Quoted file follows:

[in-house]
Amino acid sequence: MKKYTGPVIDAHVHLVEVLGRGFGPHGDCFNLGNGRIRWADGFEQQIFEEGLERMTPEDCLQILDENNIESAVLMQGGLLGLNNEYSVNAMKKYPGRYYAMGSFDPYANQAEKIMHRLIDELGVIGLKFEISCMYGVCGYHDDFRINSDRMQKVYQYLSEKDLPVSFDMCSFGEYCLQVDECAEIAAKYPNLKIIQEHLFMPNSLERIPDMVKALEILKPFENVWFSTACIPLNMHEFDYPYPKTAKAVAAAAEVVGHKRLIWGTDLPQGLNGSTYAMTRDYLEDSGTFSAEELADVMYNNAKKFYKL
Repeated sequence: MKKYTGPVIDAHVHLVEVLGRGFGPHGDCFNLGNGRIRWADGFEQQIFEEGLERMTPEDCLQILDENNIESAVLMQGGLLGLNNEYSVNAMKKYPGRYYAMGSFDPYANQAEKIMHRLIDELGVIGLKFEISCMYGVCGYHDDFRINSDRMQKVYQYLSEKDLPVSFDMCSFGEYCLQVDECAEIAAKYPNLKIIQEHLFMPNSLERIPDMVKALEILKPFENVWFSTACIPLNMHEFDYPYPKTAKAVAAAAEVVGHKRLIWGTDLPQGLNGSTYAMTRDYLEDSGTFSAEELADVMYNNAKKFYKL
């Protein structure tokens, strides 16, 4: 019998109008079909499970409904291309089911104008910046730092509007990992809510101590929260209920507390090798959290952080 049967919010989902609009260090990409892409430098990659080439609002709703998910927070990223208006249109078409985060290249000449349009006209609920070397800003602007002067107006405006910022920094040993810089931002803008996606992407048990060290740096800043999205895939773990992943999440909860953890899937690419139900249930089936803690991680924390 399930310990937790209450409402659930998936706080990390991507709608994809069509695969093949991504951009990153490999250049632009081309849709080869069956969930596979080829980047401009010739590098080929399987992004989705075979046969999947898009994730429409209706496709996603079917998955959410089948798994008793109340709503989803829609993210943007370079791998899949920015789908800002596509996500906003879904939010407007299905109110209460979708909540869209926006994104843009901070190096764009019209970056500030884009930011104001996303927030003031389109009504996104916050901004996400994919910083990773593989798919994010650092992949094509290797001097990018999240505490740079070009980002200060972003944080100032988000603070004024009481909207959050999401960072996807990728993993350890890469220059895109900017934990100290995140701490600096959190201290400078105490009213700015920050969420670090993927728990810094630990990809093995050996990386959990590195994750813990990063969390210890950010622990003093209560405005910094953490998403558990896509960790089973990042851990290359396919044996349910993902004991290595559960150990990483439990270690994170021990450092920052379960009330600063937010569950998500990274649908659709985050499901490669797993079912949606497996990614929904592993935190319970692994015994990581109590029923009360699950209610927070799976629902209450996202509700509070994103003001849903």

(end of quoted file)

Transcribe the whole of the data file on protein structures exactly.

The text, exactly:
[in-house]
Amino acid sequence: MKKYTGPVIDAHVHLVEVLGRGFGPHGDCFNLGNGRIRWADGFEQQIFEEGLERMTPEDCLQILDENNIESAVLMQGGLLGLNNEYSVNAMKKYPGRYYAMGSFDPYANQAEKIMHRLIDELGVIGLKFEISCMYGVCGYHDDFRINSDRMQKVYQYLSEKDLPVSFDMCSFGEYCLQVDECAEIAAKYPNLKIIQEHLFMPNSLERIPDMVKALEILKPFENVWFSTACIPLNMHEFDYPYPKTAKAVAAAAEVVGHKRLIWGTDLPQGLNGSTYAMTRDYLEDSGTFSAEELADVMYNNAKKFYKL
Repeated sequence: MKKYTGPVIDAHVHLVEVLGRGFGPHGDCFNLGNGRIRWADGFEQQIFEEGLERMTPEDCLQILDENNIESAVLMQGGLLGLNNEYSVNAMKKYPGRYYAMGSFDPYANQAEKIMHRLIDELGVIGLKFEISCMYGVCGYHDDFRINSDRMQKVYQYLSEKDLPVSFDMCSFGEYCLQVDECAEIAAKYPNLKIIQEHLFMPNSLERIPDMVKALEILKPFENVWFSTACIPLNMHEFDYPYPKTAKAVAAAAEVVGHKRLIWGTDLPQGLNGSTYAMTRDYLEDSGTFSAEELADVMYNNAKKFYKL
């Protein structure tokens, strides 16, 4: 019998109008079909499970409904291309089911104008910046730092509007990992809510101590929260209920507390090798959290952080 049967919010989902609009260090990409892409430098990659080439609002709703998910927070990223208006249109078409985060290249000449349009006209609920070397800003602007002067107006405006910022920094040993810089931002803008996606992407048990060290740096800043999205895939773990992943999440909860953890899937690419139900249930089936803690991680924390 399930310990937790209450409402659930998936706080990390991507709608994809069509695969093949991504951009990153490999250049632009081309849709080869069956969930596979080829980047401009010739590098080929399987992004989705075979046969999947898009994730429409209706496709996603079917998955959410089948798994008793109340709503989803829609993210943007370079791998899949920015789908800002596509996500906003879904939010407007299905109110209460979708909540869209926006994104843009901070190096764009019209970056500030884009930011104001996303927030003031389109009504996104916050901004996400994919910083990773593989798919994010650092992949094509290797001097990018999240505490740079070009980002200060972003944080100032988000603070004024009481909207959050999401960072996807990728993993350890890469220059895109900017934990100290995140701490600096959190201290400078105490009213700015920050969420670090993927728990810094630990990809093995050996990386959990590195994750813990990063969390210890950010622990003093209560405005910094953490998403558990896509960790089973990042851990290359396919044996349910993902004991290595559960150990990483439990270690994170021990450092920052379960009330600063937010569950998500990274649908659709985050499901490669797993079912949606497996990614929904592993935190319970692994015994990581109590029923009360699950209610927070799976629902209450996202509700509070994103003001849903």